The UK’s inflation rate as measured by the Consumer Prices Index (CPI) rose to 2.9% in May, up from 2.7% in April, data published by the Office for National Statistics (ONS) has revealed.
The rising costs of package holidays and imported computer games helped to push the rate to its current level. The ONS found that food and clothing prices also rose, but fuel prices fell.
Economists had previously predicted that the rate of inflation would remain at 2.7% in May.
Suren Thiru, Head of Economics at the British Chambers of Commerce (BCC), commented: ‘Higher inflation is a key business concern as it squeezes margins and weakens their ability to invest, particularly during this time of heightened political uncertainty.
‘A key focus of the new government must therefore be on easing the current pressure on firms’ cost base by tackling the burden of upfront costs and taxes associated with doing business in the UK.’
Meanwhile, the Trades Union Congress (TUC) expressed concerns that the UK’s rising inflation rate ‘continues to far outstrip wage growth’.
Frances O’Grady, General Secretary of the TUC, warned: ‘The election showed that working people are struggling. The new government must stop the real wage slide. Ministers must focus on delivering better-paid jobs all around the UK.’
29 Apr 2015
Liberal Democrat leader Nick Clegg has announced that his party will only enter another coalition government with either the Conservatives or Labour on the condition that an emergency “stability Budget” is held within 50 days of the General Election.
In a press conference yesterday Mr Clegg insisted that the economy was a ‘red line’ issue in any post-election agreement. He said: “I choose my words very carefully. If we don’t have, in any coalition agreement which we enter into… a stability budget within 50 days to keep the economic recovery and economy on track, Liberal Democrats will not enter government”.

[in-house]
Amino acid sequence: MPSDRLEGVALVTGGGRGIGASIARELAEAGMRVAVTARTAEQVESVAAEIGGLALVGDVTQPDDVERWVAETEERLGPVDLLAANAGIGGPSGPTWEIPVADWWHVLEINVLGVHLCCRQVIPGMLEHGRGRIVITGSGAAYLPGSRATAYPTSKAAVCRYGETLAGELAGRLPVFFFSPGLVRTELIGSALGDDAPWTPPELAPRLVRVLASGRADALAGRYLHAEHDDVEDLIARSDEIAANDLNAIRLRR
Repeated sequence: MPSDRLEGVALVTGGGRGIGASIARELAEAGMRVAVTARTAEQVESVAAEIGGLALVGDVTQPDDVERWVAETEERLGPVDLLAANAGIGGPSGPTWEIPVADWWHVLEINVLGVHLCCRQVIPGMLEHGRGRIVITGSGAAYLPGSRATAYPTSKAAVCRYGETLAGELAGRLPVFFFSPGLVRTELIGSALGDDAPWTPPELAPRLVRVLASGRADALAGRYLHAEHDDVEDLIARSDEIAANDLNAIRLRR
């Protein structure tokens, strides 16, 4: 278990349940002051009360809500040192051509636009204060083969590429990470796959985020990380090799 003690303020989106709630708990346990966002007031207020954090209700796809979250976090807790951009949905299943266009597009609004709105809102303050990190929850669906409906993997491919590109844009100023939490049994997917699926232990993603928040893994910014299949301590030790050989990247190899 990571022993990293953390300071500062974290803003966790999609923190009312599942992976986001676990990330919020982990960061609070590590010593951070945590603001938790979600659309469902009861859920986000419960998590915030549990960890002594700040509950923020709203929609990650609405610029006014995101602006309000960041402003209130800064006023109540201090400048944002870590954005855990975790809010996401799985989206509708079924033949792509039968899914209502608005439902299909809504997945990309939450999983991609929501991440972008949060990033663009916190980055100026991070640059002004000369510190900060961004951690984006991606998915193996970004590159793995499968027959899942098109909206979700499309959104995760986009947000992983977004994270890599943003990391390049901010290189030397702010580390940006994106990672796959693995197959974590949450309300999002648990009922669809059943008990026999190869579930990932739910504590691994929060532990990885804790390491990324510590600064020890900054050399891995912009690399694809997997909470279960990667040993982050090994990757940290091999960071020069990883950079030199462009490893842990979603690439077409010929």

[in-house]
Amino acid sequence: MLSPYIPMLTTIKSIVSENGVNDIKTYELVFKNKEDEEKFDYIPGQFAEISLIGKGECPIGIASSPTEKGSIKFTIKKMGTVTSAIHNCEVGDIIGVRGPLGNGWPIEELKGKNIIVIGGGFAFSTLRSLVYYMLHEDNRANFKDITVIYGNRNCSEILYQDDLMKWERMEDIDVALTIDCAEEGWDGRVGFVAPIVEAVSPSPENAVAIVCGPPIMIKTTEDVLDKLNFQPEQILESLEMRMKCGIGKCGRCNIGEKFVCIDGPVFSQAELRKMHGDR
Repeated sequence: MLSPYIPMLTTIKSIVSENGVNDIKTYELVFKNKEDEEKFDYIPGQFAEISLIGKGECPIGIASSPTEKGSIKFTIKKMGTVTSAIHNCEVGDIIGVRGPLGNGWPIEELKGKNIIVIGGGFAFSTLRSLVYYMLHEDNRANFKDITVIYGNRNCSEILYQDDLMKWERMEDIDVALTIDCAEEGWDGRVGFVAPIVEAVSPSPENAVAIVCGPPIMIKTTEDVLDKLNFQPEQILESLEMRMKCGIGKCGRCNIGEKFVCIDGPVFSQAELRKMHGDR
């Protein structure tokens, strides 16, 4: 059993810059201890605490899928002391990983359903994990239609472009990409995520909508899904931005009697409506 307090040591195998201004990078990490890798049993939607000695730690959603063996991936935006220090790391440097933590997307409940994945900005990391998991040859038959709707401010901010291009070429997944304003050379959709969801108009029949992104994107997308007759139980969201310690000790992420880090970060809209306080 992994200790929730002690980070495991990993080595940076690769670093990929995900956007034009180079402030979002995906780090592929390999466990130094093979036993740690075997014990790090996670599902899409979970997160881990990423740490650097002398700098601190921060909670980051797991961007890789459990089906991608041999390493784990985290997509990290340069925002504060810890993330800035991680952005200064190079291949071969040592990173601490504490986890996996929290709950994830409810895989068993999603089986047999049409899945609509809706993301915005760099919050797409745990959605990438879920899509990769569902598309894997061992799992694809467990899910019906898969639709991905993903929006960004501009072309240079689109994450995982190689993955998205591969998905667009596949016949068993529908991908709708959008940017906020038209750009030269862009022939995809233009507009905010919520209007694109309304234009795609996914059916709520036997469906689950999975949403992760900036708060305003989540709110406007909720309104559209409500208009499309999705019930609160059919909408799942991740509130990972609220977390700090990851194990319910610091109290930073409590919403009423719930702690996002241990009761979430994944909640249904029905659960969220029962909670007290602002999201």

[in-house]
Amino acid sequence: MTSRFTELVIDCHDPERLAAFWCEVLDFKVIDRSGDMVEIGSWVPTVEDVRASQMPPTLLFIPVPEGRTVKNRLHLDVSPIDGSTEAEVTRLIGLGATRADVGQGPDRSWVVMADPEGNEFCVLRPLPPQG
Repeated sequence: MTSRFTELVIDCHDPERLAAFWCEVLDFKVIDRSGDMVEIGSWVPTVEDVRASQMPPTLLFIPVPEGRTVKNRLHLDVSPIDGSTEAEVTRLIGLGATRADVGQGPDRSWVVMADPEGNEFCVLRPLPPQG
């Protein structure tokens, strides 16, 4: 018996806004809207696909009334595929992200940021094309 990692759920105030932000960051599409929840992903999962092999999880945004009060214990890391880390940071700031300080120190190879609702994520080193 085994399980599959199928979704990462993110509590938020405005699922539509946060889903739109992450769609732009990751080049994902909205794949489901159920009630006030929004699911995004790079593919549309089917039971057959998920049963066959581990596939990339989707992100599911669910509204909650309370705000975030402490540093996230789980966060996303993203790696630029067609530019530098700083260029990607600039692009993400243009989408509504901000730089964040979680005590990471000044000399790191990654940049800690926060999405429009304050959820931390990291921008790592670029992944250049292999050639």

Continuing his efforts to position his party on the middle-ground between the Conservatives and Labour, Mr Clegg claimed that the Lib Dems would keep both major parties “on the straight and narrow”.
He said: “We won’t let Labour risk your job or your economy with reckless borrowing. And we won’t let the Conservatives risk our schools, hospitals and public services with reckless cuts”.
The Lib Dems have previously been critical of Labour for failing to set out a clear timescale for eliminating the deficit, but have also rejected Tory plans to cut £12bn from welfare without increasing higher rates of income tax.
Mr Clegg insisted that the Lib Dem plans would: “calm jittery markets, keep interest rates low, keep Britain on track and show the British people how we will finish the job fairly and continue to support our public services”.
The ‘stability Budget’ is the second issue which Mr Clegg has described as a “red line” in any coalition negotiations, the first being a pledge to increase education funding in England from £49bn to £55.3bn. He said he would “not accept under any circumstances the cuts to nurseries, to schools and to colleges that both Conservatives and now Labour have announced”.
27 Apr 2015
5,025 small businesses have signed an open letter in the Daily Telegraph calling for the Conservative Party to be ‘given the chance to finish what they started’.
The letter states: ‘We run small businesses right across the country . . . It was tough during the recession, but we kept going. This Conservative-led Government has been genuinely committed to making sure Britain is open for business.’
It continues: ‘We’ve been helped by the steps to lower taxes, reduce red tape, simplify employment law and get the banks lending.’
Business leaders who have signed the letter include managing directors, owners and CEOs operating businesses in every region of the UK.
Labour’s Shadow Business Secretary, Chuka Umunna, has responded: ‘The Tories have spent five years letting down Britain’s small businesses.
‘Government scheme after Governments scheme designed to boost finance for small firms has failed, and small business lending has fallen by £500 million in the last three months.’